Gamer Girls – Getting into the minds of women

This week, Tina takes a look at girls and their relationship with gaming. From Croft to, uh, Seth Green, take a look inside the minds of a growing market.

“Don’t you just want to meet a nice girl?” Seth Green implores in a 2010 video clip called “Geek and Gamer Girls”.  A parody of Katy Perry’s “California Girls”, this video featured four real gamers claiming their love for Stan Lee (who makes a cameo) and Joss Whedon TV shows.  Clare, Michele, Milynn, and Rileah, four actresses whom you may have seen before on the small screen, comprise the media production company, Team Unicorn.  It is a company whose members love dressing up in superhero outfits, relate much of their lives to Sailor Moon, and are, like, totally into Tolkien.  While their first claim to fame, the video clip, was full of hilarious references to and parodies of fantastical figures and superheroes, the girls were by no means making fun of this female subculture.  They were celebrating their own geekiness.  “Hello, we’re here!” they seemed to say.  Team Unicorn are getting all up in the boys’ stuff: comic books, B-movies, and video games, and they are proud of it.

Their “Gamer Girls” video caused a stir in the Internet gaming world when it came out.  Well, among the boys, at least.  However, the Underwire blog seemed positively amused.  It had received around 2.8 million views on break.com in the last year since its coming-out.  Much of the interest could be good or bad.

“Aragorn, Legolas; these are the boys they love the best,” Green continues, in his faux-rapping backdrop after the chorus.  Hmm, they sounded a lot like my boyfriend, who has been known to collect obscure Tolkien memorabilia.  I asked him for his opinion.  “They can’t sing, but the video is cool,” he concluded, without hesitation.  (I agree.)

An unfortunate outcome of the discussion surrounding “Geek and Gamer Girls” is the inevitable porn that it inspired, which came out this year.  An actress in it, Misti Dawn, is the most un-sexy female that I have ever seen in my whole life.  For the amount of skin that she shows in her newest raunchy flick, Dawn lets her inner self show in a recent interview.  For Lara Croft, the lonesome female hero of the eponymous video game, Dawn declares her respect: “She kicks ass and needs no romantic love interest to keep her going.”  Who knew that Misti Dawn was an intellectual?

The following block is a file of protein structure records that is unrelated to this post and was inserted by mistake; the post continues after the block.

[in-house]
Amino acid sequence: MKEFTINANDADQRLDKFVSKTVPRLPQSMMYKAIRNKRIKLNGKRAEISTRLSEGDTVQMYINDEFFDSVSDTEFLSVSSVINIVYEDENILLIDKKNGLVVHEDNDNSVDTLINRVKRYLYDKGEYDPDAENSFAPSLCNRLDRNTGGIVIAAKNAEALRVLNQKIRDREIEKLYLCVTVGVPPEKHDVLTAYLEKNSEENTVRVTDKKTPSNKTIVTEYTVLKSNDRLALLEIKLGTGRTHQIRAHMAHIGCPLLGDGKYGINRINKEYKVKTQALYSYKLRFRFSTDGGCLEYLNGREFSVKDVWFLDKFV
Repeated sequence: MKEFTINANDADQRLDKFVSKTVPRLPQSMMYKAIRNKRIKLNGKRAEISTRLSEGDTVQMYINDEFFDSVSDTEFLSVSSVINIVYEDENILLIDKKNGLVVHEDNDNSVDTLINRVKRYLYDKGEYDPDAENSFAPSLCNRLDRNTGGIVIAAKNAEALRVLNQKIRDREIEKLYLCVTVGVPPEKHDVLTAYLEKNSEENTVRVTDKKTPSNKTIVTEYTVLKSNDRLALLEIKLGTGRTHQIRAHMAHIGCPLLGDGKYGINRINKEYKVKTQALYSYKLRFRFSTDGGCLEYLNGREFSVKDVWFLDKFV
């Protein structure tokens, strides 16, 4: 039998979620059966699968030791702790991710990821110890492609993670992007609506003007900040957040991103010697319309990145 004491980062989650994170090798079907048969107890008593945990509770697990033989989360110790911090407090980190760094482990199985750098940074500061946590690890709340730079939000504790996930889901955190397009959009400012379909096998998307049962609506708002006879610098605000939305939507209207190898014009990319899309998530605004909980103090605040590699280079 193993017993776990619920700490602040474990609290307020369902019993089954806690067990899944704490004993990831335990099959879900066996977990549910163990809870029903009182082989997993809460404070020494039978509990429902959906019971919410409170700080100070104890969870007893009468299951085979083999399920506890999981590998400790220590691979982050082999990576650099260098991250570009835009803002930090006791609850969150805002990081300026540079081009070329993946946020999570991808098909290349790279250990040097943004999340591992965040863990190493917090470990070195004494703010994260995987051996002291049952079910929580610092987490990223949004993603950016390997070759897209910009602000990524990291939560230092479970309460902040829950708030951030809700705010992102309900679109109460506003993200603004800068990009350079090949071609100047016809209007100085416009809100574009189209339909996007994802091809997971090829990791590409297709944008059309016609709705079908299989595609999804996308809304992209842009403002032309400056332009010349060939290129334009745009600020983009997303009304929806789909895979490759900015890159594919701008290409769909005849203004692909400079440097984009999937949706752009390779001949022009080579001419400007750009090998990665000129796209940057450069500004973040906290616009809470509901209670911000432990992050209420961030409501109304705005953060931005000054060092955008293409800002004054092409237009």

If Team Unicorn are the princesses of the geek world, then Lara Croft is the queen of this fantasyland.  Though, is she a role model for independent females or an adolescent boy’s dream come true?  Her early avatars had a laughably large chest region.  However, in recent incarnations, she has evolved into a realistic woman in the eyes of many, men and women alike.

Jeremy Parish, of 1up.com, writes, “She was a first in action games: A tough, capable female, motivated more by ambition than altruism, with only her wits and endurance to depend on.  Her closest antecedent was Nintendo’s Samus Aran, but even Samus had her armored super-suit and its array of screen-clearing weaponry to depend on. Lara had whatever guns, ammo, and bandages she could scrounge, a leotard and cargo shorts, and a hell of a lot of derring-do.“  There was no predecessor to Lara Croft.  In the female gaming world, there is only a Before Lara Croft and After Lara Croft.

She is so insanely well-loved by both men and women that an entire media empire has been created in her name.  Minnie Driver has done the voice for the cartoon, a third movie is in the works for 2013, and gamers are falling out of their seats in anticipation of the newest videogame installment, which is set for release in late 2012.  Who will be her successor?  That is a debate for another time.

Getting into the minds of women can be pretty tough.  Certainly, videogame companies want to figure it out.  In “A Girlfriend’s Guide to Gaming,” Miss Risky of girlsandgaming.com gives a great opinion piece on why some women do not and will never get into gaming.  In 2009, she visited a marketing event that was hosted by Nintendo in Chicago.  Aimed at the casual female gamer, Nintendo execs hoped to attract new, loyal customers.  It turned out to be a disappointingly unsuccessful event, with many women still not having changed their ho-hum opinion about Nintendo after all the wining and dining.  Risky asserts that a very pervasive “nerd culture” still exists around gaming, which will continue to repel style-conscious women.  Some beliefs just will not disappear “because, like unicorns, geek girls are not supposed to exist,” hardcore gamer guys have said.  Team Unicorn attempts to debunk this attitude.

Perhaps serious female gamers are still enshrouded in that “unicorn” cloak, but casual geek and gaming girls are on the rise. Women own many electronic gadgets these days, in the way of smartphones and tablets. A text here, an email message there. “Why not try one of those free games from the iTunes App Store?” a woman might ask herself on day as she passes time on the commute home from work.  A little game of mouse-catch-cheese-through-maze becomes a gateway to FarmVille and Angry Birds.  Pair that with amazing marketing (Angry Bird stereos in Europe are poised to become the number-one stocking-stuffer over the holidays) and news-worthy drama revolving around your company’s IPO (ahem, Zynga), more women have started to look in this direction. It is an underground movement that is going mainstream.  “Jedi’s represent; now put your sabers up.”

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